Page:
Last week, Make posted a link to a doorbell that I saw a few years ago that got me thinking. The doorbell — an exposed electromagnetic solenoid and two wine glasses — is basically just the mechanism from a standard hardware store doorbell with wine glasses instead of the metal xylophone-style (or metallophone, for the picky) bars that make the ding dong noise.
Upon seeing that, I thought it was rather neat, and tried to come up with something I could make that would be similarly cool, and far less pricey. In the course of random shopping, we found a singing bowl with a pleasant note; and it made the perfect candidate for a doorbell mod.
So we bought that, a wall platform at Cost Plus, and a cheap electromechanical doorbell at the hardware store. I think the total cost came out to about $70. It turned into this:
It really wasn’t too hard to make; it’s not the prettiest thing in the world, but it sounds good, and is enough of a doorbell to make the dogs go nuts when they hear it.
Here’s how I did it:
First, I figured out where the bowl and solenoid should fit on the platform. Since this was going into a corner of the kitchen, the solenoid could go on the back left and be less visible; then the bowl could sit towards the front and be the center of attention.
I used Quakehold Museum putty to stop the bowl and cushion from sliding around; the cushion is made of an almost silk-like material and is very slippery. The bowl will slide around and move away from the solenoid with each ring if you don’t do something like this.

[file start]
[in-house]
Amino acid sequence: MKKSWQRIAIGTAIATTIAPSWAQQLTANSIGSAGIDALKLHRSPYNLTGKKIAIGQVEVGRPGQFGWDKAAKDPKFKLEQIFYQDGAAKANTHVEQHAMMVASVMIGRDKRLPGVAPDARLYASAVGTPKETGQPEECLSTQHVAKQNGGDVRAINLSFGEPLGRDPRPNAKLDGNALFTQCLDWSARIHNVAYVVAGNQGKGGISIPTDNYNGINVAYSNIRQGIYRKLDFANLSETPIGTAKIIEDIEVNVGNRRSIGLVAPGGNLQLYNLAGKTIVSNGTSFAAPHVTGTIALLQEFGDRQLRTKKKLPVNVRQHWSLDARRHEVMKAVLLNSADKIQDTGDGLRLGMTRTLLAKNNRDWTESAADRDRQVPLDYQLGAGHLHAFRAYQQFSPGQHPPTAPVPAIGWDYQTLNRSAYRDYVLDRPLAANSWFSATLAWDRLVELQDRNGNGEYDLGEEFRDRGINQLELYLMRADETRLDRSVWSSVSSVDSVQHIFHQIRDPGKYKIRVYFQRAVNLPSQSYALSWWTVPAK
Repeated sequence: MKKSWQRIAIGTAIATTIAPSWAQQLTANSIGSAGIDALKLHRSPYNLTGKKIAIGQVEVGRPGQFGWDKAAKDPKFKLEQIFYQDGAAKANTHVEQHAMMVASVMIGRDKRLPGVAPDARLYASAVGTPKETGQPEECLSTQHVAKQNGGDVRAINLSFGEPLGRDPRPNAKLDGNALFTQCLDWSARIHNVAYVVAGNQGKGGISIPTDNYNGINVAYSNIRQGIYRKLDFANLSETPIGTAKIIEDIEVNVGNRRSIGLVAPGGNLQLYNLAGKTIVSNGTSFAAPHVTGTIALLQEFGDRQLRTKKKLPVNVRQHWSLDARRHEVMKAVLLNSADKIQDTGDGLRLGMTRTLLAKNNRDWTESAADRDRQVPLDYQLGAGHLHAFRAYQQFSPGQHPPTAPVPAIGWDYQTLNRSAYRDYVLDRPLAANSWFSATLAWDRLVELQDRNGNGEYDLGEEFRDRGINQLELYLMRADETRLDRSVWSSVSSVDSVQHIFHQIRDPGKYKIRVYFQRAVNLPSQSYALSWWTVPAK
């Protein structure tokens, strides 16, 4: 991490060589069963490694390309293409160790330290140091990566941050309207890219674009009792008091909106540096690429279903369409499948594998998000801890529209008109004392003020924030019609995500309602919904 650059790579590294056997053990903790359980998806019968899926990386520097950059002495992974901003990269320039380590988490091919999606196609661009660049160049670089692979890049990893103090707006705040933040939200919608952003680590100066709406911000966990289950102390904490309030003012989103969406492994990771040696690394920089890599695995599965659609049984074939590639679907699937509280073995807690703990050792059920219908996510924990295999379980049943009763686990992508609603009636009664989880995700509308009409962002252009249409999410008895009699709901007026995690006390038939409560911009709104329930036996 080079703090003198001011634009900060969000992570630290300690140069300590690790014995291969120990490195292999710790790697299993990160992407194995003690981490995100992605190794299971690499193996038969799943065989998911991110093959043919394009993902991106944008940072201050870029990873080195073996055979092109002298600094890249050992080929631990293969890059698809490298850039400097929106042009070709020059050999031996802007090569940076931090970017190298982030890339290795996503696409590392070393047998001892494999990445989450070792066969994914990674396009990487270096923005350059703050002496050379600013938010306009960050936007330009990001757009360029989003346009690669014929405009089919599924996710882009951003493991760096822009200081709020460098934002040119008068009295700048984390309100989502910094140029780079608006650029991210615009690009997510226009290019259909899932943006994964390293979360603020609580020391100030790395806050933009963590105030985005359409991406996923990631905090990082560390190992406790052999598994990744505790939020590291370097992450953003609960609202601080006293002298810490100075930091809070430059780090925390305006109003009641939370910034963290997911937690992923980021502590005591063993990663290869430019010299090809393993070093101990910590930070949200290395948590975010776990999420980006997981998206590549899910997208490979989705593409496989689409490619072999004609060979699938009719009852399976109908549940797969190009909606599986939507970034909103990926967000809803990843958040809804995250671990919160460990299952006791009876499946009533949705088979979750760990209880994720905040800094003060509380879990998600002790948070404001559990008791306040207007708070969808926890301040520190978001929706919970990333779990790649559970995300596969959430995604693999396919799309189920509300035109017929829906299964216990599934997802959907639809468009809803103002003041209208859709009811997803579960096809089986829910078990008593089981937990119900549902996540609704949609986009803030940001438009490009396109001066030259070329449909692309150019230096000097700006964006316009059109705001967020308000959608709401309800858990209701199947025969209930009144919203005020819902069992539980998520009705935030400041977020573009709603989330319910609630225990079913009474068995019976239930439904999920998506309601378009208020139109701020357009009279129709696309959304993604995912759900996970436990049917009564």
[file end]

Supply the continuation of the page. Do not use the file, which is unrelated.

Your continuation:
I took apart the hardware store doorbell and pulled out the solenoid; it was mounted in place with a small rivet, so I just drilled it out and pulled it free, bringing the two clapper plungers with it.
Then, I used an L-bracket, a small piece of hardwood, and a screw and nut to build the holder for the solenoid:
After that, it was just screwing the L-bracket down to the platform, connecting the two wires, and putting the cushion and bowl in place. The solenoid ended up in the rear corner next to the wires coming out of the wall:
The last important bit is placing the bowl. Distance can be crucial; too close, and the plunger will stay touching the bowl after it strikes and mute the sound; too far, and the plunger will shoot out of the solenoid when it releases. After some experimentation, it turns out that if you slowly push and release the plunger on your own and let it go as far as it’ll go under just the spring’s power, then place the bowl just barely past that point, you’ll get a consistent sound each time.
Here are a couple more pictures of the solenoid and bowl:
And here’s what it sounds like:
The whole project was pretty easy — apart from the wiring (our house had no doorbell before this, so there was some attic-crawling and wall-fishing, but by this point I’d run cat5 through most of the house, so I was pretty good at that bit), it took about half an hour to put together and get working.
Of course, here’s the obligatory picture of the doorbell button: